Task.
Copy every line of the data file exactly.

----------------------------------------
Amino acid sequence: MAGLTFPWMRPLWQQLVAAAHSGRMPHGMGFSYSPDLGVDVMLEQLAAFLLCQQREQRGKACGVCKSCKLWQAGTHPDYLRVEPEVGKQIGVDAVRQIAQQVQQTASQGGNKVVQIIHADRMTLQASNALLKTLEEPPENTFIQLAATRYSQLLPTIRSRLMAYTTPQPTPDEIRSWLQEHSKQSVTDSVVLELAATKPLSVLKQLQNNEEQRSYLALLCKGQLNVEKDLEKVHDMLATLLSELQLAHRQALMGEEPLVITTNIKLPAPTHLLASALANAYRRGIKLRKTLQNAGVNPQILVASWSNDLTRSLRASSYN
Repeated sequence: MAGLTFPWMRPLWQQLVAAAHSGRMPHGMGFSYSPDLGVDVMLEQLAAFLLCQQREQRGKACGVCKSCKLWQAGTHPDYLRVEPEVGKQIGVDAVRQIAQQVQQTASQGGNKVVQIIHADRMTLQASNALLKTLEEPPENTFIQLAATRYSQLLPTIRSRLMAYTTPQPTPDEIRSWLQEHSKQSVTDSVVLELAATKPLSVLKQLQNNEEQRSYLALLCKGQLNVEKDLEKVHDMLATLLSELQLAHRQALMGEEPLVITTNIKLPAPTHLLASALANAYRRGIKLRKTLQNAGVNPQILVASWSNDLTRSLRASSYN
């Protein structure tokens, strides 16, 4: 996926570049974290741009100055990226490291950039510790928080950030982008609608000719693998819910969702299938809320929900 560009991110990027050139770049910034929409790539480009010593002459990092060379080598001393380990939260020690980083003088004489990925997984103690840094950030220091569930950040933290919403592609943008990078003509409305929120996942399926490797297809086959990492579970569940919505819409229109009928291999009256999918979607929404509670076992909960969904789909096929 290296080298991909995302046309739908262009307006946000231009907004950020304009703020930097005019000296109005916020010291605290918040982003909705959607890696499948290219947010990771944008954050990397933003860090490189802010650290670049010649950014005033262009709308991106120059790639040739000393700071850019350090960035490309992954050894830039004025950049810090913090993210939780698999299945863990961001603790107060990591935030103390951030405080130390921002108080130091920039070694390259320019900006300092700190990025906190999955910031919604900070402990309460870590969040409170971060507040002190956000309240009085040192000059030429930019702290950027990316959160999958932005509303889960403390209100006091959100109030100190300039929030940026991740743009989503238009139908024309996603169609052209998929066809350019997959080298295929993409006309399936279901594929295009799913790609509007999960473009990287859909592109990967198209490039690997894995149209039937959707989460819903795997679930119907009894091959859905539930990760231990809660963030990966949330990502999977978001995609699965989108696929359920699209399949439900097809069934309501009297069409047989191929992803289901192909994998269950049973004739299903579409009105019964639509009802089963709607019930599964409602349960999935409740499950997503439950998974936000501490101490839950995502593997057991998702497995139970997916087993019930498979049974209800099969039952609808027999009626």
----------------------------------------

Amino acid sequence: MAGLTFPWMRPLWQQLVAAAHSGRMPHGMGFSYSPDLGVDVMLEQLAAFLLCQQREQRGKACGVCKSCKLWQAGTHPDYLRVEPEVGKQIGVDAVRQIAQQVQQTASQGGNKVVQIIHADRMTLQASNALLKTLEEPPENTFIQLAATRYSQLLPTIRSRLMAYTTPQPTPDEIRSWLQEHSKQSVTDSVVLELAATKPLSVLKQLQNNEEQRSYLALLCKGQLNVEKDLEKVHDMLATLLSELQLAHRQALMGEEPLVITTNIKLPAPTHLLASALANAYRRGIKLRKTLQNAGVNPQILVASWSNDLTRSLRASSYN
Repeated sequence: MAGLTFPWMRPLWQQLVAAAHSGRMPHGMGFSYSPDLGVDVMLEQLAAFLLCQQREQRGKACGVCKSCKLWQAGTHPDYLRVEPEVGKQIGVDAVRQIAQQVQQTASQGGNKVVQIIHADRMTLQASNALLKTLEEPPENTFIQLAATRYSQLLPTIRSRLMAYTTPQPTPDEIRSWLQEHSKQSVTDSVVLELAATKPLSVLKQLQNNEEQRSYLALLCKGQLNVEKDLEKVHDMLATLLSELQLAHRQALMGEEPLVITTNIKLPAPTHLLASALANAYRRGIKLRKTLQNAGVNPQILVASWSNDLTRSLRASSYN
């Protein structure tokens, strides 16, 4: 996926570049974290741009100055990226490291950039510790928080950030982008609608000719693998819910969702299938809320929900 560009991110990027050139770049910034929409790539480009010593002459990092060379080598001393380990939260020690980083003088004489990925997984103690840094950030220091569930950040933290919403592609943008990078003509409305929120996942399926490797297809086959990492579970569940919505819409229109009928291999009256999918979607929404509670076992909960969904789909096929 290296080298991909995302046309739908262009307006946000231009907004950020304009703020930097005019000296109005916020010291605290918040982003909705959607890696499948290219947010990771944008954050990397933003860090490189802010650290670049010649950014005033262009709308991106120059790639040739000393700071850019350090960035490309992954050894830039004025950049810090913090993210939780698999299945863990961001603790107060990591935030103390951030405080130390921002108080130091920039070694390259320019900006300092700190990025906190999955910031919604900070402990309460870590969040409170971060507040002190956000309240009085040192000059030429930019702290950027990316959160999958932005509303889960403390209100006091959100109030100190300039929030940026991740743009989503238009139908024309996603169609052209998929066809350019997959080298295929993409006309399936279901594929295009799913790609509007999960473009990287859909592109990967198209490039690997894995149209039937959707989460819903795997679930119907009894091959859905539930990760231990809660963030990966949330990502999977978001995609699965989108696929359920699209399949439900097809069934309501009297069409047989191929992803289901192909994998269950049973004739299903579409009105019964639509009802089963709607019930599964409602349960999935409740499950997503439950998974936000501490101490839950995502593997057991998702497995139970997916087993019930498979049974209800099969039952609808027999009626």